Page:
Shropshire Events and Whats On Guide

Shropshire Events and Whats On Guide

Theatre Reviews : Regeneration and Not About Heroes

20141105-About-Regen-570x320Chris Eldon Lee reviews ‘Regeneration’, which is at Wolverhampton Grand Theatre until Saturday 8th November and ‘Not About Heroes’, which is at Shrewsbury’s Theatre Severn until Wednesday 5th November.  Clywd Theatr Cymru is mounting its own production of ‘Not About Heroes’ which runs until Saturday 29th November. 

Pat Barker’s ‘Regeneration’ trilogy has been distilled into two sharp-as-shrapnel hours by Nicholas Wright for A Touring Consortium Theatre Company.

Within the whitewashed walls of Edinburgh’s Craiglockhart Hospital late in World War One, a psychologist is reduced to using all available tactics to coerce sick young soldiers to return to the slaughterhouse. We see brutal scenes in a London hospital where an arrogant doctor practically tortures a mute man back into the trenches. It’s deeply uncomfortable stuff.

Into all this strides the principled poet Siegfried Sassoon (erectly played by Tim Delap) who is being hushed up following his anti-war public outbursts. As a man of letters, he’s handled more subtly; being allowed to write his way back to the front and to generate his own sense of guilt on the golf course. He closely tutors another invalided soldier, Wilfred Owen (an affable Garmon Rhys), in the art of war poetry. When Sassoon is injured a second time, Owen vows to take his place as an embedded poet, sending back truthful accounts of the front line to blinkered Britain.

The play is a vast canvas of ethics and expediency. It’s cold, harsh and fearful… which are exactly the elements the characters struggle with…and it made me care about them desperately. Owen’s ‘futility of war’ could not be plainer, even though we only get flashes of The Front in the men’s nightmares and neuroses. They cling onto what moral codes they can before the war wipes them away. Sassoon’s room mate is more concerned about him being a German Spy than a homosexual, and when the silent Billy Prior finally speaks he confesses he found going over the top sexually arousing.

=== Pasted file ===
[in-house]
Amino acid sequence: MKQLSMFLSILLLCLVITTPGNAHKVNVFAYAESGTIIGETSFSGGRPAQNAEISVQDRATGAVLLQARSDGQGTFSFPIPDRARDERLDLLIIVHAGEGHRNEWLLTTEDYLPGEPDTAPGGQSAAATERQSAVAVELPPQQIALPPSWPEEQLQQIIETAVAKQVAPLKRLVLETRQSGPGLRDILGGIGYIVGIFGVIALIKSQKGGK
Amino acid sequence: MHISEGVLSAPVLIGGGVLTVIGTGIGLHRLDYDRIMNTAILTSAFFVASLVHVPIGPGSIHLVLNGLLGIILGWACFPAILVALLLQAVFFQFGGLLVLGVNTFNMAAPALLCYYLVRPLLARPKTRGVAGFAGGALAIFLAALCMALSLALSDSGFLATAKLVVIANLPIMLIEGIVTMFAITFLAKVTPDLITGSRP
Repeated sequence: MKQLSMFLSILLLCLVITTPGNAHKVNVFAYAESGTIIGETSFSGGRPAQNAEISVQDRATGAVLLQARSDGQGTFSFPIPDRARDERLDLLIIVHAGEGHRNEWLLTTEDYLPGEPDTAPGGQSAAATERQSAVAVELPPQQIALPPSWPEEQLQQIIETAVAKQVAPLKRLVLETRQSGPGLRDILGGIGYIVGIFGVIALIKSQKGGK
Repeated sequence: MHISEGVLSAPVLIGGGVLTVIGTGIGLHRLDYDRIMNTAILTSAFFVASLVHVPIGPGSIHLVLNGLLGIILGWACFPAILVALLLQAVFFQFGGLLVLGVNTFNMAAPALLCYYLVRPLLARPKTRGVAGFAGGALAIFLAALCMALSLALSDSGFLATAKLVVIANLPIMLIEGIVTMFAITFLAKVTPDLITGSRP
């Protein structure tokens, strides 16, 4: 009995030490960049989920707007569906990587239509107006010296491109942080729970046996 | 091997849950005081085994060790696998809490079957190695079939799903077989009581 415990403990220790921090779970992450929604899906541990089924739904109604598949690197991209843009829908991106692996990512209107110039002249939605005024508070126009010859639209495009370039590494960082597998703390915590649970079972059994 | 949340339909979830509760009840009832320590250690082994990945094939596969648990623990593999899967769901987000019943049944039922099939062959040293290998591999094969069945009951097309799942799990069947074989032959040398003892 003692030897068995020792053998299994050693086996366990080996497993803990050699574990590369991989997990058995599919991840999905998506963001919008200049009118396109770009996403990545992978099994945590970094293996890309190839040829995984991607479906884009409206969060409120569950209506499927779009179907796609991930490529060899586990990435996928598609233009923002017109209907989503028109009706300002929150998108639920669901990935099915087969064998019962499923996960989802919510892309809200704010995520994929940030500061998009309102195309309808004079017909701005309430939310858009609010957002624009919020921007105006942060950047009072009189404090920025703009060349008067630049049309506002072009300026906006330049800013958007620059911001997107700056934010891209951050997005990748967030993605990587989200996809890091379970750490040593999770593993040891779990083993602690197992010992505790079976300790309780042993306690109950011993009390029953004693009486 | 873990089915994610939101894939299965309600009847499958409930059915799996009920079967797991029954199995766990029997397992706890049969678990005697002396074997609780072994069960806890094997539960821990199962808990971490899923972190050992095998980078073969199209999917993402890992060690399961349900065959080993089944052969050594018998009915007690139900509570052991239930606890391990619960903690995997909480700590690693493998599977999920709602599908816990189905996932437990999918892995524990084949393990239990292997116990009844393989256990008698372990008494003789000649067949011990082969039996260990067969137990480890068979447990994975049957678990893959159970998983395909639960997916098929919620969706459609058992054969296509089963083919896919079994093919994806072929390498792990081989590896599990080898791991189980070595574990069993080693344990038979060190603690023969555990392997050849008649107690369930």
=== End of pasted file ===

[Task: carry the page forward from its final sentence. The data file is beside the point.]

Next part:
The humanity of the play is held in the hands of Captain Rivers (played with complete compassion by Stephen Boxer) who broadly shoulders the ambiguity of his task. What’s the point of making the men better if they are just sent off to die?

The poetry plays a surprisingly minor role in ‘Regeneration’ but it is woven into the very fabric of Stephen MacDonald’s 1982 two-handed play ‘Not About Heroes’.

Here, on a set of parchment and sandbags, the focus is purely on Owen and Sassoon and how they cope with, and catalogue, their experiences. They are both compelled to return to the battlefield and driven to write poetry there because no one else dares to discover what it’s really like.

This is a play about a very special friendship. ‘Regeneration’ suggests they are equals but Feelgood Theatre’s ‘Not About Heroes’ offers us a master/pupil relationship.

Alasdair Craig’s Sassoon is a measured authoritarian figure, already in full control of his art and determined to dispel the lies about the glory of war.

Into his study bumbles the hesitant, stammering Simon Jenkins, who bears a remarkable resemblance to the real Wilfred Owen. He’s very much a junior man in the presence of greatness, bobbing humbly around with a nervous wide-eyed smile.

In a beautifully restrained scene, Sassoon tutors Owen in the nuts and bolts of poetry, helping him to unwrap and shape one of his most famous works “Anthem For Doomed Youth”. It’s fascinating academically, and delightful to watch as the two shy men forge their unique bond. This scene appears briefly in ‘Regeneration’ too, but MacDonald pushes it to the front line of his play for all to admire.

Once more we visit Craiglockhart (dubbed ‘Dottyville’ by Sassoon) where Owen’s artistry flourishes as his equilibrium returns – and Sassoon broods about going back to France to complete his task.

The whole play is presented in flashback. Sassoon is in his Wiltshire study in 1932 reliving the last 15 months of the war; so the script is laced with irony. Impressed by Owen’s poetic progress he recalls pronouncing, “Let 1918 be the year of Wilfred Owen” and telling him to take great care of himself in France “for all of us”.

For the audience there is an even greater irony. We know they are doomed to fail. Despite all their poetic protests, Europe will erupt again 20 years later.

These are two excellent, complimentary plays. I was lucky enough to see them both on the same day and came away with a much more profound appreciation of the poetry and pity of World War One.

But the greatest irony of all is that in the current welter of commemorations, both theatre companies report that a war-weary public seems to be staying away.

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